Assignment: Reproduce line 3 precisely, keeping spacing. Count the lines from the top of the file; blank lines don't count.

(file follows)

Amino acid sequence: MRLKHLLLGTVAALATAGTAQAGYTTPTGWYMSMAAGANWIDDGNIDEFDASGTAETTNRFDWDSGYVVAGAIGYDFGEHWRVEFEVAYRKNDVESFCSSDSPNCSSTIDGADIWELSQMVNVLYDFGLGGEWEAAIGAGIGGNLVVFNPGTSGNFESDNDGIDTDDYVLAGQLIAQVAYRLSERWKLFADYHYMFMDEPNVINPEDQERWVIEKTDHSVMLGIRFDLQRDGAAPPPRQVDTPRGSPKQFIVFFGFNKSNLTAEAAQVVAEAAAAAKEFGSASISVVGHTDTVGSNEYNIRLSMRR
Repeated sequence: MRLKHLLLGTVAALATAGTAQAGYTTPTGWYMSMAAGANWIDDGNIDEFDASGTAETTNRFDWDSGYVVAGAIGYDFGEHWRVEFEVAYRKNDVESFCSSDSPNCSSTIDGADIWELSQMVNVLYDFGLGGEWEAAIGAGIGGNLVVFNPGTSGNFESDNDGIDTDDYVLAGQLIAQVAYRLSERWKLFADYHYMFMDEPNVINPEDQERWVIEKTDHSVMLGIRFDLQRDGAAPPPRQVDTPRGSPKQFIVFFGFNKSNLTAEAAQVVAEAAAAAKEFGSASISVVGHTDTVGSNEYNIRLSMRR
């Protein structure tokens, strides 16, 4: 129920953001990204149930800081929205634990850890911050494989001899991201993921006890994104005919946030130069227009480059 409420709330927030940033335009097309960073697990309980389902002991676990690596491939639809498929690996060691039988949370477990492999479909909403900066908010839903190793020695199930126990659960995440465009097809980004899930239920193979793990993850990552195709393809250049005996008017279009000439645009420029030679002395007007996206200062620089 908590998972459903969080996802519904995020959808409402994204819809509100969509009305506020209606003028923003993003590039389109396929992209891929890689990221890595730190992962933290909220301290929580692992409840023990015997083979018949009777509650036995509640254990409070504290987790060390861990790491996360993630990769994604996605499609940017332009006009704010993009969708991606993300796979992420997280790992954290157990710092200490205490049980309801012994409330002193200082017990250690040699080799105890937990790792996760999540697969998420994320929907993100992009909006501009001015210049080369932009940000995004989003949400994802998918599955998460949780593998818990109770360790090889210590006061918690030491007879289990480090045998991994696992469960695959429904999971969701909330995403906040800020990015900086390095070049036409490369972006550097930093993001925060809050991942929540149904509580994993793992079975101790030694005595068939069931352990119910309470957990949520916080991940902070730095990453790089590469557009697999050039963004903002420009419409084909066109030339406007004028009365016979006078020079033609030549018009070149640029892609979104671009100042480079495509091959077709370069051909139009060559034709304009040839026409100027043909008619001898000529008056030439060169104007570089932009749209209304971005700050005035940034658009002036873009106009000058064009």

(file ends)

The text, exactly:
């Protein structure tokens, strides 16, 4: 129920953001990204149930800081929205634990850890911050494989001899991201993921006890994104005919946030130069227009480059 409420709330927030940033335009097309960073697990309980389902002991676990690596491939639809498929690996060691039988949370477990492999479909909403900066908010839903190793020695199930126990659960995440465009097809980004899930239920193979793990993850990552195709393809250049005996008017279009000439645009420029030679002395007007996206200062620089 908590998972459903969080996802519904995020959808409402994204819809509100969509009305506020209606003028923003993003590039389109396929992209891929890689990221890595730190992962933290909220301290929580692992409840023990015997083979018949009777509650036995509640254990409070504290987790060390861990790491996360993630990769994604996605499609940017332009006009704010993009969708991606993300796979992420997280790992954290157990710092200490205490049980309801012994409330002193200082017990250690040699080799105890937990790792996760999540697969998420994320929907993100992009909006501009001015210049080369932009940000995004989003949400994802998918599955998460949780593998818990109770360790090889210590006061918690030491007879289990480090045998991994696992469960695959429904999971969701909330995403906040800020990015900086390095070049036409490369972006550097930093993001925060809050991942929540149904509580994993793992079975101790030694005595068939069931352990119910309470957990949520916080991940902070730095990453790089590469557009697999050039963004903002420009419409084909066109030339406007004028009365016979006078020079033609030549018009070149640029892609979104671009100042480079495509091959077709370069051909139009060559034709304009040839026409100027043909008619001898000529008056030439060169104007570089932009749209209304971005700050005035940034658009002036873009106009000058064009």